By contactus@ctfootcare.com
November 06, 2019
Category: diabetic foot care

At Connecticut Foot Care Centers, we know that patients who have diabetes are open to a slew of podiatric problems. Neuropathy, or nerve damage, is a common condition associated with diabetes which can decrease your ability to sense pain, burning or other signs of foot injuries and disorders. Sweat secretion and normal oil production can also be impaired, leaving the skin on your feet very dry and resulting in abnormal pressure on bones and joints. Wounds and ulcers are more likely to form and decreased the functioning of the immune system, also common in diabetic patients, which means that it is harder to heal and the chances of infection and even amputation are increased.

Fortunately, there are ways for patients to reduce their risk of diabetic complications. These include:

  • Schedule regular checkups with our podiatrists Jeffrey S. Kahn, D.P.M., Craig M. Kaufman, D.P.M., Ayman M. Latif, D.P.M. or Raffaella R. Pascarella, D.P.M. every six months. Teaming up with your podiatrist to help manage the effects of diabetes on your feet can significantly reduce your risk of hospitalization and amputation. 
  • Practice good daily hygiene. Wash your feet with warm (not hot) water and soap every day. Dry completely—especially between your toes because that’s where athlete’s foot often first develops. Use a foot powder in the morning on your feet and a rich moisturizer at night.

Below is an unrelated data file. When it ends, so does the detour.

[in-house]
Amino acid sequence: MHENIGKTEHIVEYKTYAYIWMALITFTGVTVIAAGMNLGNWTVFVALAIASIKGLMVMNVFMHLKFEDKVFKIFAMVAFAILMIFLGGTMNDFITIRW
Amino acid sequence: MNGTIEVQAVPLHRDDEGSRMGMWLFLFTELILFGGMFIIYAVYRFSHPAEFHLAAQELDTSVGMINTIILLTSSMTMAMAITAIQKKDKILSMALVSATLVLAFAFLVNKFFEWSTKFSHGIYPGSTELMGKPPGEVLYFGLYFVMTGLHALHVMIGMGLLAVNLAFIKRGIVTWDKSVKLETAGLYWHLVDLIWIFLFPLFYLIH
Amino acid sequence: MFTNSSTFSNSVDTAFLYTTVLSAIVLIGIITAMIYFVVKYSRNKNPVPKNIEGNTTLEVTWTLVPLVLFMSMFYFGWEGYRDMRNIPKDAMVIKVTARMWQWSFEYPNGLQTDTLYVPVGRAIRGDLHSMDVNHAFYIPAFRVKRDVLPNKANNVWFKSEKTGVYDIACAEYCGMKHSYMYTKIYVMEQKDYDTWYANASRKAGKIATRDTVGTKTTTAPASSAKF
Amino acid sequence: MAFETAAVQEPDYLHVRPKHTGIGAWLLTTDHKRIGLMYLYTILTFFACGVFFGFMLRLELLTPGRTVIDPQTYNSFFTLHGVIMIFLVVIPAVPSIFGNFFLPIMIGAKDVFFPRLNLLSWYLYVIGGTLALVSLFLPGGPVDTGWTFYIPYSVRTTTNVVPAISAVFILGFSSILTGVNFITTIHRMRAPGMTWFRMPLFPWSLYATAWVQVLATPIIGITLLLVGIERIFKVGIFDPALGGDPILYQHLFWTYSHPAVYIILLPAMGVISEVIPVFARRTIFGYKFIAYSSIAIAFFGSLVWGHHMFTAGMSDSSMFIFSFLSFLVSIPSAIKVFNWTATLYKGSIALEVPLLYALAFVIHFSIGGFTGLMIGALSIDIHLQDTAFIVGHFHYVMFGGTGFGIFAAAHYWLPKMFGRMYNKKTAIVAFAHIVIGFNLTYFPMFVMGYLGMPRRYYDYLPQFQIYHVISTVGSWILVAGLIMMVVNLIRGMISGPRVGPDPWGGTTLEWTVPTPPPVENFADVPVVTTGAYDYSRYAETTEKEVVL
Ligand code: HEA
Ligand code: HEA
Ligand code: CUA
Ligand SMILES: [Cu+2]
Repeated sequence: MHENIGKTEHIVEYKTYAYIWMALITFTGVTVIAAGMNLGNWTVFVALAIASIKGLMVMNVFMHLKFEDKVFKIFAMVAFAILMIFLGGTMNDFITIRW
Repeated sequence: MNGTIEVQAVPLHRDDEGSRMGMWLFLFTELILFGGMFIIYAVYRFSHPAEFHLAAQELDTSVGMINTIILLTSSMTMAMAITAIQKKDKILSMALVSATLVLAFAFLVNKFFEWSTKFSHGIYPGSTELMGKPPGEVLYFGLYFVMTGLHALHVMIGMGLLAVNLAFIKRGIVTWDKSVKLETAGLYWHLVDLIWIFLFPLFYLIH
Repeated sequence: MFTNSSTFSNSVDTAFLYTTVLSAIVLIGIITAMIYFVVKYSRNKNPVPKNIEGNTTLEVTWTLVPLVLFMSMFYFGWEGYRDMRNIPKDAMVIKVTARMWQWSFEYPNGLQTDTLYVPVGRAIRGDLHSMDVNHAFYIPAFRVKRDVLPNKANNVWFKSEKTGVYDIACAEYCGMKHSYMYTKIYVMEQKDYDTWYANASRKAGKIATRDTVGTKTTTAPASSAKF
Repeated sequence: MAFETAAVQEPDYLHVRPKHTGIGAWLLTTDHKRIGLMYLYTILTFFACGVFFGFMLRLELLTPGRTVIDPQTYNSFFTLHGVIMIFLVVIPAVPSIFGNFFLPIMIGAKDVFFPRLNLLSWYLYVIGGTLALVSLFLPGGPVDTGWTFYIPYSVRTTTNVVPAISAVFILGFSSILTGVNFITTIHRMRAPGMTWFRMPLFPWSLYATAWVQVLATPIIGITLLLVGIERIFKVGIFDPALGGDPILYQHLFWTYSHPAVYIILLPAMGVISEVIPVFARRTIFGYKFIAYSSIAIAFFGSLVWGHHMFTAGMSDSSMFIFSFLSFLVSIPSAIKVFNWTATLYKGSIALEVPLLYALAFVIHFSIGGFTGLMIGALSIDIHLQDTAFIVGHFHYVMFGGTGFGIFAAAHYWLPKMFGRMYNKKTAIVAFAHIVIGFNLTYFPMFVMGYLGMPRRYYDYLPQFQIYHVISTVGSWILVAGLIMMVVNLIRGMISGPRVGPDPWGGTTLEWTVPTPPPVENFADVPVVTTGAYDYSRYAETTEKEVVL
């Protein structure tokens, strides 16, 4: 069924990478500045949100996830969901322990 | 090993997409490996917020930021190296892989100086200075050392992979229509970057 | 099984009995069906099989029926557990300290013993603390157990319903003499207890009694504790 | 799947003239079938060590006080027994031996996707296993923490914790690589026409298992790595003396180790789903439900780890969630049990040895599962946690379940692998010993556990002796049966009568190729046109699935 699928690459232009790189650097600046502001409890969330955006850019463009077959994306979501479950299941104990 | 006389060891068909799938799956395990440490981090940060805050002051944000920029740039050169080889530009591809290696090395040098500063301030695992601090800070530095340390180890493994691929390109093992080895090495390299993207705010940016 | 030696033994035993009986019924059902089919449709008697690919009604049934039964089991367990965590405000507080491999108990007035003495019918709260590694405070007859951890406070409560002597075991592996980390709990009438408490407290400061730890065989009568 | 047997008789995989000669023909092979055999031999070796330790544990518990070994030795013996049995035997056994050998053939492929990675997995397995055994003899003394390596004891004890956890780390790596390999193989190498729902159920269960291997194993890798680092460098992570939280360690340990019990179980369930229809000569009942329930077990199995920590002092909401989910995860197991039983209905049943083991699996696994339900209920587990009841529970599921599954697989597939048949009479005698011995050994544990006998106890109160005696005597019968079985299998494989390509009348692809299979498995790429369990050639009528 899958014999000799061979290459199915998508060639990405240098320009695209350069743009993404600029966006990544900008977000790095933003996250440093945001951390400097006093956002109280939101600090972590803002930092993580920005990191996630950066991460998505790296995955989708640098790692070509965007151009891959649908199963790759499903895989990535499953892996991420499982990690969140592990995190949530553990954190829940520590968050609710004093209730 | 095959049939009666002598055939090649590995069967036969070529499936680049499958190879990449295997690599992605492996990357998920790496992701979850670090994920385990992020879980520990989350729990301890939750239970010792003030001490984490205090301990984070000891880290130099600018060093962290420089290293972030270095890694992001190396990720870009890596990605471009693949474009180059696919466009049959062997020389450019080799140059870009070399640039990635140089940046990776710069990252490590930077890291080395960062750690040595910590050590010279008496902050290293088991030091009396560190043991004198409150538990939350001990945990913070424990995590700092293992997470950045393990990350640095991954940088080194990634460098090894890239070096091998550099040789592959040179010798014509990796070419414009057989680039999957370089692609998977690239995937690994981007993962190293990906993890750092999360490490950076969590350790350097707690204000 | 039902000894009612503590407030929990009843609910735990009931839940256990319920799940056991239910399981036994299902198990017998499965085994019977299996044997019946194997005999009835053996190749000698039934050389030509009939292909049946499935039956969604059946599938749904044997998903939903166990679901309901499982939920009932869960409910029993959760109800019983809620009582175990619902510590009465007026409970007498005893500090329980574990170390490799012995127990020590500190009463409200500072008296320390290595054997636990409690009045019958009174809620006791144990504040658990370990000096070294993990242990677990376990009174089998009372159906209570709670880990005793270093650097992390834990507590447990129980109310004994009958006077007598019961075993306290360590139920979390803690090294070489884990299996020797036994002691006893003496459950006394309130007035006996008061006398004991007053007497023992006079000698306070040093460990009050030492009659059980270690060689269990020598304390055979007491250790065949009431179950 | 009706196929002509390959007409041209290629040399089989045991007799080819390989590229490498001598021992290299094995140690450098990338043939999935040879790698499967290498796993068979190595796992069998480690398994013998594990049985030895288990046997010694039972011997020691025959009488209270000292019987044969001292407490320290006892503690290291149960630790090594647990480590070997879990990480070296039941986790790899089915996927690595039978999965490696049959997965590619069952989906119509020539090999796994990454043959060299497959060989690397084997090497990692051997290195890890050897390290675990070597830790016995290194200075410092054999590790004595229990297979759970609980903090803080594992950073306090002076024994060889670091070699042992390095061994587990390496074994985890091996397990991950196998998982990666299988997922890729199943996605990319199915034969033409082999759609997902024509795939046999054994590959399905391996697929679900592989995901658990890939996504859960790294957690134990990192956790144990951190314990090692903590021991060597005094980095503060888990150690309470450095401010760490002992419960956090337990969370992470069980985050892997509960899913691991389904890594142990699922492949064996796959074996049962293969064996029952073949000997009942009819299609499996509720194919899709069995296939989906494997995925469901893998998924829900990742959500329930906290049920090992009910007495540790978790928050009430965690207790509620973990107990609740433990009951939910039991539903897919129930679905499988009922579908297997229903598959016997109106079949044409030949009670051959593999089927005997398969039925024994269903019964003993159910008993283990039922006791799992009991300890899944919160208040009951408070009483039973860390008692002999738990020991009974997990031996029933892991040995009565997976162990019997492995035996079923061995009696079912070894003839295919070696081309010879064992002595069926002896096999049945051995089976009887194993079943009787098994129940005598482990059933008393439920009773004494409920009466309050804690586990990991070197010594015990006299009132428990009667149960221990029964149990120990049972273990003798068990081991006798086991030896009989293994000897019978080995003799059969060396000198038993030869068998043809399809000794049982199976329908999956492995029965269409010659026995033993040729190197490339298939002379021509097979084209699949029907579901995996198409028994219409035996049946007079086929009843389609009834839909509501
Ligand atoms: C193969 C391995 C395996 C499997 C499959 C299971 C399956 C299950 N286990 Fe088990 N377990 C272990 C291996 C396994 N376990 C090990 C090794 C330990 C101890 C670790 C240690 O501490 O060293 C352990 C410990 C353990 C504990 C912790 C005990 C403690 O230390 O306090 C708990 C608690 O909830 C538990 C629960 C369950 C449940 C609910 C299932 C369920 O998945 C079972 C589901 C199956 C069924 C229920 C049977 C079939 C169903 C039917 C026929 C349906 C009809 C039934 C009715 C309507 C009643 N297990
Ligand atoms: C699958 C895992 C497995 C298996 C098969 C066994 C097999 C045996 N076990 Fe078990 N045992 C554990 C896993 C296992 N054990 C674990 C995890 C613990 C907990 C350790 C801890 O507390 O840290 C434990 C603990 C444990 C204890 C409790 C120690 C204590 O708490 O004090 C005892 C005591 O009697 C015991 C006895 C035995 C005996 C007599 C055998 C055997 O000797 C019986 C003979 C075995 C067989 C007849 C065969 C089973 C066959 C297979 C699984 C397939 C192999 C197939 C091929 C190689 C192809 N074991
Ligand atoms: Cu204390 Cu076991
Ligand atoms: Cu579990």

• Choose footwear wisely. Socks should have no seams, be thick and absorbent and made of a material that wicks moisture away from your skin. Shoes and boots should have roomy toe boxes, low heels and a cushioned insole for maximum protection. Periodically run your hand around the inside of your shoes to check for loose stitching or rough patches that may cause blisters.
  • Get in the habit of inspecting your feet daily. Look for cuts, blisters, bruises, swelling, redness, rashes, growths or lumps. Run the eraser end of a pencil over the entire foot to see if you detect any decrease in sensation in any part of your foot. Make an appointment at one of our six Hartford and Middlesex County offices to get any concerning symptoms evaluated promptly.

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